I’m rather embarrassed to admit that I have difficulty finding the time to play most current IF. I’ve managed to keep up with the competition, both because it only takes place once a year and because I know I won’t be spending more than two hours on any given game. However, given that next year at competition time I’ll have a four-month-old child around the house, I’m trying to shift my focus to non-comp-games, which I can approach under a little less pressure. I got a copy of Kent Tessman’s Future Boy! for Christmas, and I’m looking forward to playing that and Andrew Plotkin’s The Dreamhold soon. Of course, I’ll have to balance them with work on SPAG and on updating the Earth And Sky games, not to mention the other demands of actually having a life. Sigh.


I’m not much of a prognosticator, so I don’t have any grand predictions about where IF will go in the next ten or twenty years. I don’t even have a wish list, really. I do think that right now, several different strands of IF are healthy and growing, from outright literary games to sophisticated puzzlers, and I don’t expect general IF development to lurch suddenly towards one side or the other. The use of pictures and sounds in IF is growing too, and that may continue to expand as the tools to produce multimedia content get easier and easier to use. I guess my basic expectation is that IF will continue to thrive as an underground niche hobby, with occasional eruptions into tributaries of the mainstream.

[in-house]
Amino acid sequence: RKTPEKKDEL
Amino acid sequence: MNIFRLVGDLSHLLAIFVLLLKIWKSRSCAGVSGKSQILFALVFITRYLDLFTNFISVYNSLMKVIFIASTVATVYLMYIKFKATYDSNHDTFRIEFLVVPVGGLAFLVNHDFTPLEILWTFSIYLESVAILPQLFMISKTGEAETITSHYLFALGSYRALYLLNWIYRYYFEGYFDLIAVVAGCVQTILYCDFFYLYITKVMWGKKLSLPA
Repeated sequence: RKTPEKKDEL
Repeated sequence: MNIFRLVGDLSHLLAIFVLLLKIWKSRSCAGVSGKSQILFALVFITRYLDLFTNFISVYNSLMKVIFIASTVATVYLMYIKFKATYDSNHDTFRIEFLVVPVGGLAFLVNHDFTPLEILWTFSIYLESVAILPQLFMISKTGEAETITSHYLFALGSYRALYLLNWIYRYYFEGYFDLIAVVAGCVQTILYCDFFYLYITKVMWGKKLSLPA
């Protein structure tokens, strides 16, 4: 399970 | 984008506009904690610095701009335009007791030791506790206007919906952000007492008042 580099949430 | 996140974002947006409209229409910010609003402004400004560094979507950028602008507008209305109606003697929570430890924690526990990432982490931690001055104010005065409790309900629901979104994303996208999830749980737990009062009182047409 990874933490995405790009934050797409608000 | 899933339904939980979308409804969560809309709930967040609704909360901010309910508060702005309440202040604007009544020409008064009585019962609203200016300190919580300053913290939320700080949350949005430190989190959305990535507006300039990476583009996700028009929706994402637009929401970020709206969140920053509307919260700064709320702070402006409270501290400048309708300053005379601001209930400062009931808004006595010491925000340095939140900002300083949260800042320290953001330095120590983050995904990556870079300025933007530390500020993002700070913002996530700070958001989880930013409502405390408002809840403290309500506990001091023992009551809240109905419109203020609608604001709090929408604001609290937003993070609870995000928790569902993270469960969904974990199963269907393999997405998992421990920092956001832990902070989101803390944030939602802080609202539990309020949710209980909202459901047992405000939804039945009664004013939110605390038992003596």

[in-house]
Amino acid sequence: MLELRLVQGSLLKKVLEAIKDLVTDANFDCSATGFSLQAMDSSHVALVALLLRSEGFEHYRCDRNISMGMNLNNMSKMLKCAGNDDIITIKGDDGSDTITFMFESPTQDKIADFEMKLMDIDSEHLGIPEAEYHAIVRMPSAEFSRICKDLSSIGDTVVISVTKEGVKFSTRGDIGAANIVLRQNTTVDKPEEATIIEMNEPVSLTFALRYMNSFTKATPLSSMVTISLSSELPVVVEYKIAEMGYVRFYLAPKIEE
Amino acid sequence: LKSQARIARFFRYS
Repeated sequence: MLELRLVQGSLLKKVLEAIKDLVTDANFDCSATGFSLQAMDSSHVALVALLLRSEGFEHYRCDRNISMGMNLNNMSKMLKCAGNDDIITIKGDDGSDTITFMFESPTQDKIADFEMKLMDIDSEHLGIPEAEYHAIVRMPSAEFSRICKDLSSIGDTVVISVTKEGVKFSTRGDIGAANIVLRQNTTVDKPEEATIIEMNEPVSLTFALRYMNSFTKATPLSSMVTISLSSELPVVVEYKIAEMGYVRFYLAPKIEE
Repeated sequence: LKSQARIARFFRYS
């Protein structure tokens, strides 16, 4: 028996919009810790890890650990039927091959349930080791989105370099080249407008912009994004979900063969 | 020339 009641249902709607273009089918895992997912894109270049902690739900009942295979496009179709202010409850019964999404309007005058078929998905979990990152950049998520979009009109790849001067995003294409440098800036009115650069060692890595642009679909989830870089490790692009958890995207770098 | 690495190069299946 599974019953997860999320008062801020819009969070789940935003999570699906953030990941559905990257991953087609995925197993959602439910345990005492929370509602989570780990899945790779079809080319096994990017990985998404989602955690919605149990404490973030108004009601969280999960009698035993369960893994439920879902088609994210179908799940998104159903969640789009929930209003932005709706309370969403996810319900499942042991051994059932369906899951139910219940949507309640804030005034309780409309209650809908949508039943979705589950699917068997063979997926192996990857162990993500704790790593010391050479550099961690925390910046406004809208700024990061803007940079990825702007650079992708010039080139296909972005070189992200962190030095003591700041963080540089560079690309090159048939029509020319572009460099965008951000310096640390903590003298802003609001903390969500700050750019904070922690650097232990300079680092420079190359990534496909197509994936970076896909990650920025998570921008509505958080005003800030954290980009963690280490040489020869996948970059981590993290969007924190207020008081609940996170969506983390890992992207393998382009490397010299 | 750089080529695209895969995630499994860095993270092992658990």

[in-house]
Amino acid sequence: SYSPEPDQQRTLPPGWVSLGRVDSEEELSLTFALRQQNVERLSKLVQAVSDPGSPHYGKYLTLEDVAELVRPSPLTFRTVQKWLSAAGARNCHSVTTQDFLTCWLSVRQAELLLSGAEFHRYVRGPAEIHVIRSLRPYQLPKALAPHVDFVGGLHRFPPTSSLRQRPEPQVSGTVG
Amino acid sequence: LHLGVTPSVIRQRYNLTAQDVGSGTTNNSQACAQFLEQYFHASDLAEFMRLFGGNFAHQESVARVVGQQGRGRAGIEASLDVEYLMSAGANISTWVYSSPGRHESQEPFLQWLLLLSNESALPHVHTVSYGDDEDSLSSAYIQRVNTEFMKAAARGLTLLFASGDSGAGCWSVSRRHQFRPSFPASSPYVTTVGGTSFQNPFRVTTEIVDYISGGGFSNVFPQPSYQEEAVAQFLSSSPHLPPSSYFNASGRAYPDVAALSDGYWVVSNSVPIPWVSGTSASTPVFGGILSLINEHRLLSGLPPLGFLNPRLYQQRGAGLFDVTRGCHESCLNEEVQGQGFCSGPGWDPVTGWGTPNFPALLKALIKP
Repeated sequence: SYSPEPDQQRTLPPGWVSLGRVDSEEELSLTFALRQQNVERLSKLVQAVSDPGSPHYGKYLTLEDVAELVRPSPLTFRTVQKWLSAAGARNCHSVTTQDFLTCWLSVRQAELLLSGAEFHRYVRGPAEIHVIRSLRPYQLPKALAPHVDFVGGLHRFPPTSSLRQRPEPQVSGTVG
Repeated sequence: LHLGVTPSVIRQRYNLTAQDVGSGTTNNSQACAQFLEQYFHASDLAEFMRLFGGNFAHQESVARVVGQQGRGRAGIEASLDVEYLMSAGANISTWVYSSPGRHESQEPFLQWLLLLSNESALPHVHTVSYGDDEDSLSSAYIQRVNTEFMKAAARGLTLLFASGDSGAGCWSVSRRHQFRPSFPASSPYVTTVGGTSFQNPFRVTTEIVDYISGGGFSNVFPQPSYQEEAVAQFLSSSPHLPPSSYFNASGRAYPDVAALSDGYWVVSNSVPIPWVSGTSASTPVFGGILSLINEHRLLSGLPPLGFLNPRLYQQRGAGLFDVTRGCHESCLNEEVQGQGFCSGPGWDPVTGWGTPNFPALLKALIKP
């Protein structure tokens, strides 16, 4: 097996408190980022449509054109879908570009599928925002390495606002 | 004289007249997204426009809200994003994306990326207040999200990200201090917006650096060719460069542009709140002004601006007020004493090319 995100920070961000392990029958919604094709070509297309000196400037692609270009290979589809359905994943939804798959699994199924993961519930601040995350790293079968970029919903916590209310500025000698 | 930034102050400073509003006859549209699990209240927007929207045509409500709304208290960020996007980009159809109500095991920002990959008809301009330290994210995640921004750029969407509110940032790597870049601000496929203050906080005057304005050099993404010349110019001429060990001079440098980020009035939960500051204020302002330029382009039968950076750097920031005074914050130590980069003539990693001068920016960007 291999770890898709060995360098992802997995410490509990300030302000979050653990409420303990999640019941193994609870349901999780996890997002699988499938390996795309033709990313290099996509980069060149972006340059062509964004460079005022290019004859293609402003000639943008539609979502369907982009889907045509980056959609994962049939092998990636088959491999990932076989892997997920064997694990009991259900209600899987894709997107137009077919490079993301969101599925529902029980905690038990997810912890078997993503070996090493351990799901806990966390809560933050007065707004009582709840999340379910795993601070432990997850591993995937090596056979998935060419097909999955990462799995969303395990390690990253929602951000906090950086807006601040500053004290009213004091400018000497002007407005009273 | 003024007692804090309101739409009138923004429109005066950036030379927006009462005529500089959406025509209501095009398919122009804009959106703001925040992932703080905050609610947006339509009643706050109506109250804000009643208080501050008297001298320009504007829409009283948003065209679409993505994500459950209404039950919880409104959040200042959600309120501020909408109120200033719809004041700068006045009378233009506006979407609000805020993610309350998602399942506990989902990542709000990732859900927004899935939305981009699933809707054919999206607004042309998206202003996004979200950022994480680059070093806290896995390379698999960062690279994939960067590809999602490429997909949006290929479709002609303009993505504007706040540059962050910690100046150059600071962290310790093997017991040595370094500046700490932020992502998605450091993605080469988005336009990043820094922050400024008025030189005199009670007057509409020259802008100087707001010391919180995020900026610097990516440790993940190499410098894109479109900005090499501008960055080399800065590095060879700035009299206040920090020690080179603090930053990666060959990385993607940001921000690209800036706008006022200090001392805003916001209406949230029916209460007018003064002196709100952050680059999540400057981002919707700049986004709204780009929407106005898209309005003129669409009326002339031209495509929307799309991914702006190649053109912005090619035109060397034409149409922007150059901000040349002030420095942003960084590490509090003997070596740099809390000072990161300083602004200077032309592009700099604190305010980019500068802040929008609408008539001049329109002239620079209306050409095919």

> ASK PAUL ABOUT HIS FUTURE RELEASES (and commitments, i.e. SPAG for instance)

I don’t have any new games on the drawing board at this point. I do plan to continue with SPAG for the foreseeable future — the 2004 comp issue will come out as soon as I receive the last interview I’m waiting for. Aside from that, my first priority is to update my rather dusty web page, then to produce an updated version of Luminous Horizon that takes into account all of the feedback I’ve received during and since the competition. Then I want to go back and update the first game to include the same kinds of graphical sound effects that the other episodes use, and from there I’m thinking of trying to package them in some quasi-seamless way and maybe promote them a bit beyond the IF world. I really have no idea how long all that will take, so I haven’t really formed any plans beyond that point.